Climate change has pushed migratory birds to take their spring trips a week earlier than they did six decades ago.
According to a large-scale analysis of data gathered by 21 bird observatories from northern Europe and Canada on nearly 200 species, birds have advanced the timing of their migration by an average of just over a week since the late 1950s and early 1960s. Short-distance migratory birds have sped up the start of their migrations by 1.5 to two days per decade on average. Long-distance migrants start 0.6 to 1.2 days earlier.
“There are clearly some species which have advanced very fast and other species which have changed hardly at all,” says Aleksi Lehikoinen, an academic research fellow at the University of Helsinki’s Finnish Museum of Natural History and the lead author of a study published in Ecological Indicators.
While the birds have timed their migrations a week earlier on average to cope with warmer weather due to climate change, Lehikoinen said, this varies within migration season of species. Early migrants, for example, are more likely to have sped up their spring migrations compared to later migrants of the same species, which haven’t changed their habits as much on average.
While the researchers are not entirely sure about the reasons, Lehikoinen said it might be a case of the fitter bird catching the worm. More dominant individuals arrive sooner than juveniles or other less fit birds in order to better exploit breeding opportunities and feeding resources before the crowds flock in.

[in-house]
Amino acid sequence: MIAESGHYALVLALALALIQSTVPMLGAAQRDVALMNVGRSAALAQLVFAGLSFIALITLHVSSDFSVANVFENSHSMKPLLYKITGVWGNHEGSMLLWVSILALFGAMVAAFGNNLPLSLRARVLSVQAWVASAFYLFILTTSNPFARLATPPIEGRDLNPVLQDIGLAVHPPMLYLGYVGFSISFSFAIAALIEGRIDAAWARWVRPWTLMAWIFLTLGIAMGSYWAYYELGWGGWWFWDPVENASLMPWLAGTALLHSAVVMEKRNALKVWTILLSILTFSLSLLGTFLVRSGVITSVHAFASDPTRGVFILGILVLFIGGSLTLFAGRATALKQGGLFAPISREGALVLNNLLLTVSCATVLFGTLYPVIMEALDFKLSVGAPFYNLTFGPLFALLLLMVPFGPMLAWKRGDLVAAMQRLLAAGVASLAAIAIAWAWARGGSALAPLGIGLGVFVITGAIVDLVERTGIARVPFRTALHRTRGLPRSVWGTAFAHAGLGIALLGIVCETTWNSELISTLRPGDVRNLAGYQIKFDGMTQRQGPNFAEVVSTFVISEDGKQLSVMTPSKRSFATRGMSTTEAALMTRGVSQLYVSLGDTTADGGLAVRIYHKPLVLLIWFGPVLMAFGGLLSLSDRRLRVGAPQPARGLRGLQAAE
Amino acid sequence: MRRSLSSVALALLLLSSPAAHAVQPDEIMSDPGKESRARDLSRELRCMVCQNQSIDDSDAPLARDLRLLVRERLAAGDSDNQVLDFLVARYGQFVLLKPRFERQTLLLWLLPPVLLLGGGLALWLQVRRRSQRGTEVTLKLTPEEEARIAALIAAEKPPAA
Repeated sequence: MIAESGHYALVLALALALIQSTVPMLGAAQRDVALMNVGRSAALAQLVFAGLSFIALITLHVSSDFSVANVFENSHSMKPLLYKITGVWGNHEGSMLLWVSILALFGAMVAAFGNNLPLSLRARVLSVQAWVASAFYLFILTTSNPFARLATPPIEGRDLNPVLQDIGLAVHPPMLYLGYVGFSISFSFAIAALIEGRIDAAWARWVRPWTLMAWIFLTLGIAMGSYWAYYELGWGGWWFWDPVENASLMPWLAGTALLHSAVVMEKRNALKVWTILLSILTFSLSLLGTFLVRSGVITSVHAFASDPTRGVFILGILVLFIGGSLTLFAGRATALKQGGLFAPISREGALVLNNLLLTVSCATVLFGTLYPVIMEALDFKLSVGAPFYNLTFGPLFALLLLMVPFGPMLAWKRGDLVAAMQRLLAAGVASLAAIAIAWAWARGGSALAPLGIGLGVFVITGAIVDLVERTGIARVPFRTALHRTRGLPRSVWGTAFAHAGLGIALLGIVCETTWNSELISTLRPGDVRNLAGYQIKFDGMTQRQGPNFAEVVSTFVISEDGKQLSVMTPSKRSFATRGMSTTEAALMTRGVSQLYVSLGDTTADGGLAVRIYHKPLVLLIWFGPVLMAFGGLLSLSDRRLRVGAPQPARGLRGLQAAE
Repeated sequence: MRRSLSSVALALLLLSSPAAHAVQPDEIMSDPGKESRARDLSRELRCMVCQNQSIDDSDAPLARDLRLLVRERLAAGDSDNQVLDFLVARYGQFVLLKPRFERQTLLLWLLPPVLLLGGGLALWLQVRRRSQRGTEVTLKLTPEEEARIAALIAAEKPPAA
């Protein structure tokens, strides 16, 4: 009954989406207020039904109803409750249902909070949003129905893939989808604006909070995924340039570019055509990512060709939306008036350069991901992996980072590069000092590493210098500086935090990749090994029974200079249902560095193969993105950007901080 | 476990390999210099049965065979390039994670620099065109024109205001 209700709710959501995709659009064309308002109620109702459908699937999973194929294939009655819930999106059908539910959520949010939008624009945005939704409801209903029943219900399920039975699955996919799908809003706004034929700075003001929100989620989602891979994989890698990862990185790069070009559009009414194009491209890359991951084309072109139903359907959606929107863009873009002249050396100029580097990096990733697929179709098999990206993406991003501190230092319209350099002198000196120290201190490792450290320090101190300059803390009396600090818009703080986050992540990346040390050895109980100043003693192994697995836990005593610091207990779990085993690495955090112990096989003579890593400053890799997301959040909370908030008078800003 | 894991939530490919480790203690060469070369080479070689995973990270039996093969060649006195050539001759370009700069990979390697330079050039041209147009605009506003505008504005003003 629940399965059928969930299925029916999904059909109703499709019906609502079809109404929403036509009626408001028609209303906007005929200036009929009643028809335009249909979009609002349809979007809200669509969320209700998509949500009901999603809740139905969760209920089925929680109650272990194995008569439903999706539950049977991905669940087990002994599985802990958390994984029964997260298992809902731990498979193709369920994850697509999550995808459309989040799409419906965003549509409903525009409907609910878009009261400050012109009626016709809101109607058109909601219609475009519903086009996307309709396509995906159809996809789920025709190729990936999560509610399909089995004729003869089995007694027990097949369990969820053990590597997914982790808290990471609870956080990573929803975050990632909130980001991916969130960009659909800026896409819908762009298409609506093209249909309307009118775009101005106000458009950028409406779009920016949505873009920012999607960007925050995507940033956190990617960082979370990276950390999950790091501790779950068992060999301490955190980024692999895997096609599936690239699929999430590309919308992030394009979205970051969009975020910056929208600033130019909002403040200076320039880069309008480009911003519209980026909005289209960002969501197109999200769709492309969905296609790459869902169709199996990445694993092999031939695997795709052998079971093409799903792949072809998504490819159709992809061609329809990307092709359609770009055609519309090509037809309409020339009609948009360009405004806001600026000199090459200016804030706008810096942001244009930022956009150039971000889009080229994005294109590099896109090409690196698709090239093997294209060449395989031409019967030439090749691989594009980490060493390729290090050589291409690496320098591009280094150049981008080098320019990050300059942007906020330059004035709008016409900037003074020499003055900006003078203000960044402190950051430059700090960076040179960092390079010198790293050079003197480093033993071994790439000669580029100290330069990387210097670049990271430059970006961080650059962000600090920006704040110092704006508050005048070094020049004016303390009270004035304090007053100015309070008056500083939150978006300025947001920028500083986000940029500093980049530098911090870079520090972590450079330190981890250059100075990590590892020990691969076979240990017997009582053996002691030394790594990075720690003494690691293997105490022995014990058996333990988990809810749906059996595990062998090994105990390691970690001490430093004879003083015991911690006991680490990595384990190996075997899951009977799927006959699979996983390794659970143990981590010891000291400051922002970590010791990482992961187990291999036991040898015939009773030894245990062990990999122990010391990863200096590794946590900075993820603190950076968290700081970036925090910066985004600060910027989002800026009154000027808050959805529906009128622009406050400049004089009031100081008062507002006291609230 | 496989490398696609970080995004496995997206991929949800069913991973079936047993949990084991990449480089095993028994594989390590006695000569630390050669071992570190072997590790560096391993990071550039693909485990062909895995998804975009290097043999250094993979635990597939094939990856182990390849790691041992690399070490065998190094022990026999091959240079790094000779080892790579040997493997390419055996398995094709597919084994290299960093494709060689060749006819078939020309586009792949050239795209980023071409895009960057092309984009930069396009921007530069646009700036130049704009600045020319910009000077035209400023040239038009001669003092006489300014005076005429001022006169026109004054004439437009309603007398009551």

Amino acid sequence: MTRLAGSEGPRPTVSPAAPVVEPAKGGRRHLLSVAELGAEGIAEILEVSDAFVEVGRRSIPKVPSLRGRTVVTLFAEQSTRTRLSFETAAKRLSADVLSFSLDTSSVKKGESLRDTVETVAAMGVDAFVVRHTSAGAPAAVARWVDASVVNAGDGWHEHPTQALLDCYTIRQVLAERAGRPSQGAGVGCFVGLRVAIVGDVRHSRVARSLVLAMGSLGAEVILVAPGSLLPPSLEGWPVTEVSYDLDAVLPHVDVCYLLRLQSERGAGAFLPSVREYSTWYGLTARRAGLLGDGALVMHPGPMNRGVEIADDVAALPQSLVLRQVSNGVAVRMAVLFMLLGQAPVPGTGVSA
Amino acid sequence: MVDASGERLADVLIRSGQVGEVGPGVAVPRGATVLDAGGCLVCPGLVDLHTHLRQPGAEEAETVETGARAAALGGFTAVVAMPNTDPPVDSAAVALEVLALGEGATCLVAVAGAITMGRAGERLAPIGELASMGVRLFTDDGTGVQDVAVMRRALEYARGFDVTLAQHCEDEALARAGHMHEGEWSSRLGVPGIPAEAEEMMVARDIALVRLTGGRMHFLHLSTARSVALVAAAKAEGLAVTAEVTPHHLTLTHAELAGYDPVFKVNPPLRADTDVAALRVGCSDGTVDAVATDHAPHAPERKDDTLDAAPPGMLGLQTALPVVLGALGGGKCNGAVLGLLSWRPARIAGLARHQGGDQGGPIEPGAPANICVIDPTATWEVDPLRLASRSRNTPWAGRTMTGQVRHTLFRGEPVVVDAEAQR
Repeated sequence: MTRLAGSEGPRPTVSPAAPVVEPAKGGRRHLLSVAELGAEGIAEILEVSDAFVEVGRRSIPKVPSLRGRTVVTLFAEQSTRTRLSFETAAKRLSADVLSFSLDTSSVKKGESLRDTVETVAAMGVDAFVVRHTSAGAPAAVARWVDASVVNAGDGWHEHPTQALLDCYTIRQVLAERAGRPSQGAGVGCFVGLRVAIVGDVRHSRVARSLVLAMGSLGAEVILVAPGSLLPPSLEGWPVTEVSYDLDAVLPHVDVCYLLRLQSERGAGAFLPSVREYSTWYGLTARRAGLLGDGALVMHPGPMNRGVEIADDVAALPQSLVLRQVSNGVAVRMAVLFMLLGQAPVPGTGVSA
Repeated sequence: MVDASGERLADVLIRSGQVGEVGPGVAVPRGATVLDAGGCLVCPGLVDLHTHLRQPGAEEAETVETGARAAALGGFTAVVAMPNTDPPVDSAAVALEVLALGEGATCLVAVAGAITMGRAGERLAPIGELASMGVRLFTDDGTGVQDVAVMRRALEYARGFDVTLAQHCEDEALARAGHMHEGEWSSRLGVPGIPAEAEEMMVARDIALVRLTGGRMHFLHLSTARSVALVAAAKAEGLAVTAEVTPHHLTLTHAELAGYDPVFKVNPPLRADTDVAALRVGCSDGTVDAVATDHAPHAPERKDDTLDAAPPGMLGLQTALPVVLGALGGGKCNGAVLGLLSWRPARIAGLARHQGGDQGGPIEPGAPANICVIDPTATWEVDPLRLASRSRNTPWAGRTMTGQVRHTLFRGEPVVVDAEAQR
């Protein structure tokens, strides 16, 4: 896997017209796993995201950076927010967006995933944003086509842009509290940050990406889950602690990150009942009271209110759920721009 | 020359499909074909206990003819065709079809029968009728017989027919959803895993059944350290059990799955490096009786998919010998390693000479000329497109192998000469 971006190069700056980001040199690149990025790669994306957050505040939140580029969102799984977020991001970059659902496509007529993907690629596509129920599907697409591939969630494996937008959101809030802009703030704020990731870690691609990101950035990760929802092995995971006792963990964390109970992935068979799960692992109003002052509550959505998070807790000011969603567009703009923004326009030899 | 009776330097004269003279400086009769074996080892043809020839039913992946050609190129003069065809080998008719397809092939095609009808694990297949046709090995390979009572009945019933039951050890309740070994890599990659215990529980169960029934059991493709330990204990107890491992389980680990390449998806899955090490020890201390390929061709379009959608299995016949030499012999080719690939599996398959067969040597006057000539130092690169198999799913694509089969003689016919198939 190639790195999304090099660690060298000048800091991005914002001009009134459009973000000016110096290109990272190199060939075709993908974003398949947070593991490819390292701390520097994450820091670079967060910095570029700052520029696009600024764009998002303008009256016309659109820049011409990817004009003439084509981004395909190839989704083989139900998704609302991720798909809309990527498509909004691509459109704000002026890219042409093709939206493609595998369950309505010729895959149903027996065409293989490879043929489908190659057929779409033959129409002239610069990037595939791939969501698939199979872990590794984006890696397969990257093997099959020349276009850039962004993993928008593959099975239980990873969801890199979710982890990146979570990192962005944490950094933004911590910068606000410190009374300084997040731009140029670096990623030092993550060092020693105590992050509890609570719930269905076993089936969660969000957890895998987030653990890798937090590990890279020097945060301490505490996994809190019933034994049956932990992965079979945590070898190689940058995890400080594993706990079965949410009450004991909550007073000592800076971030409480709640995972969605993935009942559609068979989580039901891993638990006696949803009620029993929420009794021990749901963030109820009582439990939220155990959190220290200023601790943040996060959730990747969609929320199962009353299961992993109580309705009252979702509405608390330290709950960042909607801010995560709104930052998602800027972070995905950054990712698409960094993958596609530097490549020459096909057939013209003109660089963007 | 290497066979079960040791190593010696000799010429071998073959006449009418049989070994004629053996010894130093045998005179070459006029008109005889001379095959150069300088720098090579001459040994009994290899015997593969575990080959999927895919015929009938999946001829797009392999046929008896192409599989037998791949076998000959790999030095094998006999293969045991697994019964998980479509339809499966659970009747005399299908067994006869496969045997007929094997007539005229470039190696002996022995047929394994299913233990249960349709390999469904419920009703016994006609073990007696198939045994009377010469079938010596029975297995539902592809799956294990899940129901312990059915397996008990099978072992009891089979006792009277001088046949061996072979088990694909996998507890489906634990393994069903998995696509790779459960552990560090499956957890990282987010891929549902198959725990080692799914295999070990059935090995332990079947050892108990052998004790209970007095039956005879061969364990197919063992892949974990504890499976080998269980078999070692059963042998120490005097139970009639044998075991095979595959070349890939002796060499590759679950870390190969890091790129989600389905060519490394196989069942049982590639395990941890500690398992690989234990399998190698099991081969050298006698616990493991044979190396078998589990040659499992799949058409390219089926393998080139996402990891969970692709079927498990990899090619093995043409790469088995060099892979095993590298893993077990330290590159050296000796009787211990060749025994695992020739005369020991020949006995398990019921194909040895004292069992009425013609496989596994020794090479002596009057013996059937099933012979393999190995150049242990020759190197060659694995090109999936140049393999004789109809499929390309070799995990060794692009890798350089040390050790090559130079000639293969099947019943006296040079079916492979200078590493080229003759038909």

Meanwhile,non-breeders or juveniles, which do not experience as much breeding pressure still arrive late. The difference between the early birds and the latecomers has meant an extension of the overall breeding season of some species, Lehikoinen said.
He also noted different migration changes in different locations. Birds in Canada changed their habits less than their European counterparts, possibly because the Canadian locations showed smaller temperature changes.
Some North American birds showed a massive swing in migratory habits. The common goldeneye (Bucephalaclangula), a species that summers in much of Canada, Alaska and northern Europe and winters as far south as Mexico, Central Europe and Southeast Asia, has shifted the timing of its migration by as much as two weeks since the 1980s.
Just how these phenological shifts will ultimately help or hinder bird species is less clear, Lehikoinen said. Birds that arrive earlier, for example, may arrive in time to feast on abundant insects while latecomers miss the meal. On the other hand, species which have not advanced their migration may suffer from problems along their migration route. As a result, Lehikoinen said, it isn’t yet clear who will be the winners and losers among migratory birds, and that further research should be done to determine the effect on individual species.
|Joshua Rapp Learn is a science writer at The Wildlife Society. Contact him at firstname.lastname@example.org with any questions or comments about his article.
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